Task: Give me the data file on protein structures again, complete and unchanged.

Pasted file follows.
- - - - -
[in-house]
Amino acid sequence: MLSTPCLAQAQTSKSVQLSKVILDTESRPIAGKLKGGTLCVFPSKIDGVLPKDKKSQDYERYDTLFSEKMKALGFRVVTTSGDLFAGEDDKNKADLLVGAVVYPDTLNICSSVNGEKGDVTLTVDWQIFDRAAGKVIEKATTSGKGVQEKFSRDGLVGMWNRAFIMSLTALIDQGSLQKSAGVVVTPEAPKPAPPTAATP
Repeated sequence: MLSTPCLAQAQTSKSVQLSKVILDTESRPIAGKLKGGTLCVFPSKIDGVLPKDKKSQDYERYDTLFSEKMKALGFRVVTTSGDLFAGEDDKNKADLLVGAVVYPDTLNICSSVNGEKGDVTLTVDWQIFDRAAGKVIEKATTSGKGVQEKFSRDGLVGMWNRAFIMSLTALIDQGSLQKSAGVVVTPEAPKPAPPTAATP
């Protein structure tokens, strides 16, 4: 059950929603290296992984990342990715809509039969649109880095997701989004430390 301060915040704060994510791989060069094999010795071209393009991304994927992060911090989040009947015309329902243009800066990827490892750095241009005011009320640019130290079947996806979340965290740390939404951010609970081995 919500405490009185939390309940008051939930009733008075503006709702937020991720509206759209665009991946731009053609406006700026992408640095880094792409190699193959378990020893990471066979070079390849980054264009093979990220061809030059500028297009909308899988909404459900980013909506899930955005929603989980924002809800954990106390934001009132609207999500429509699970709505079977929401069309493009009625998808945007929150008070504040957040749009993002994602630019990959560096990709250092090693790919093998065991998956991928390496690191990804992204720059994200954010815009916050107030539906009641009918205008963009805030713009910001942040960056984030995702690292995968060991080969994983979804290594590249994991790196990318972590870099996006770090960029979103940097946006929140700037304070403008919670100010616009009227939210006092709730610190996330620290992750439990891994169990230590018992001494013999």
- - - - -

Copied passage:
[in-house]
Amino acid sequence: MLSTPCLAQAQTSKSVQLSKVILDTESRPIAGKLKGGTLCVFPSKIDGVLPKDKKSQDYERYDTLFSEKMKALGFRVVTTSGDLFAGEDDKNKADLLVGAVVYPDTLNICSSVNGEKGDVTLTVDWQIFDRAAGKVIEKATTSGKGVQEKFSRDGLVGMWNRAFIMSLTALIDQGSLQKSAGVVVTPEAPKPAPPTAATP
Repeated sequence: MLSTPCLAQAQTSKSVQLSKVILDTESRPIAGKLKGGTLCVFPSKIDGVLPKDKKSQDYERYDTLFSEKMKALGFRVVTTSGDLFAGEDDKNKADLLVGAVVYPDTLNICSSVNGEKGDVTLTVDWQIFDRAAGKVIEKATTSGKGVQEKFSRDGLVGMWNRAFIMSLTALIDQGSLQKSAGVVVTPEAPKPAPPTAATP
């Protein structure tokens, strides 16, 4: 059950929603290296992984990342990715809509039969649109880095997701989004430390 301060915040704060994510791989060069094999010795071209393009991304994927992060911090989040009947015309329902243009800066990827490892750095241009005011009320640019130290079947996806979340965290740390939404951010609970081995 919500405490009185939390309940008051939930009733008075503006709702937020991720509206759209665009991946731009053609406006700026992408640095880094792409190699193959378990020893990471066979070079390849980054264009093979990220061809030059500028297009909308899988909404459900980013909506899930955005929603989980924002809800954990106390934001009132609207999500429509699970709505079977929401069309493009009625998808945007929150008070504040957040749009993002994602630019990959560096990709250092090693790919093998065991998956991928390496690191990804992204720059994200954010815009916050107030539906009641009918205008963009805030713009910001942040960056984030995702690292995968060991080969994983979804290594590249994991790196990318972590870099996006770090960029979103940097946006929140700037304070403008919670100010616009009227939210006092709730610190996330620290992750439990891994169990230590018992001494013999």